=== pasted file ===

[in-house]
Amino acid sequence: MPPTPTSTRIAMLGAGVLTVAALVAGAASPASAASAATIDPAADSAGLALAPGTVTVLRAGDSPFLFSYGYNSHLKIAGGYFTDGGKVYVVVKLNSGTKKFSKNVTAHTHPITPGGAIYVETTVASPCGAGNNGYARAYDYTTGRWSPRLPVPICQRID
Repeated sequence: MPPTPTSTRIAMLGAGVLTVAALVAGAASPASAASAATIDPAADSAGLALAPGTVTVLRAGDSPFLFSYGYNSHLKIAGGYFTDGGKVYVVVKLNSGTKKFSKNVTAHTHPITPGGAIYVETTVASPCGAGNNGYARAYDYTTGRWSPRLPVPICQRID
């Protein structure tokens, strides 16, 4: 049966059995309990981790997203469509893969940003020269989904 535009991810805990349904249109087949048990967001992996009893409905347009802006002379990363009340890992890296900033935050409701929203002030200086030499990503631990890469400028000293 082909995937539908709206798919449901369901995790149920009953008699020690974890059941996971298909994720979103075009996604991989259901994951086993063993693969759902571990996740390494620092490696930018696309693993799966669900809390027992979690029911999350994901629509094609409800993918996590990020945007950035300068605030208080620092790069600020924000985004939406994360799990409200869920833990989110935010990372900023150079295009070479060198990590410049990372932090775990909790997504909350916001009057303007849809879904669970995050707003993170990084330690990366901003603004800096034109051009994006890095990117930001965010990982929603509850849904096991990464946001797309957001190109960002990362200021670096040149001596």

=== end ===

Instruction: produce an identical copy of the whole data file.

[in-house]
Amino acid sequence: MPPTPTSTRIAMLGAGVLTVAALVAGAASPASAASAATIDPAADSAGLALAPGTVTVLRAGDSPFLFSYGYNSHLKIAGGYFTDGGKVYVVVKLNSGTKKFSKNVTAHTHPITPGGAIYVETTVASPCGAGNNGYARAYDYTTGRWSPRLPVPICQRID
Repeated sequence: MPPTPTSTRIAMLGAGVLTVAALVAGAASPASAASAATIDPAADSAGLALAPGTVTVLRAGDSPFLFSYGYNSHLKIAGGYFTDGGKVYVVVKLNSGTKKFSKNVTAHTHPITPGGAIYVETTVASPCGAGNNGYARAYDYTTGRWSPRLPVPICQRID
């Protein structure tokens, strides 16, 4: 049966059995309990981790997203469509893969940003020269989904 535009991810805990349904249109087949048990967001992996009893409905347009802006002379990363009340890992890296900033935050409701929203002030200086030499990503631990890469400028000293 082909995937539908709206798919449901369901995790149920009953008699020690974890059941996971298909994720979103075009996604991989259901994951086993063993693969759902571990996740390494620092490696930018696309693993799966669900809390027992979690029911999350994901629509094609409800993918996590990020945007950035300068605030208080620092790069600020924000985004939406994360799990409200869920833990989110935010990372900023150079295009070479060198990590410049990372932090775990909790997504909350916001009057303007849809879904669970995050707003993170990084330690990366901003603004800096034109051009994006890095990117930001965010990982929603509850849904096991990464946001797309957001190109960002990362200021670096040149001596």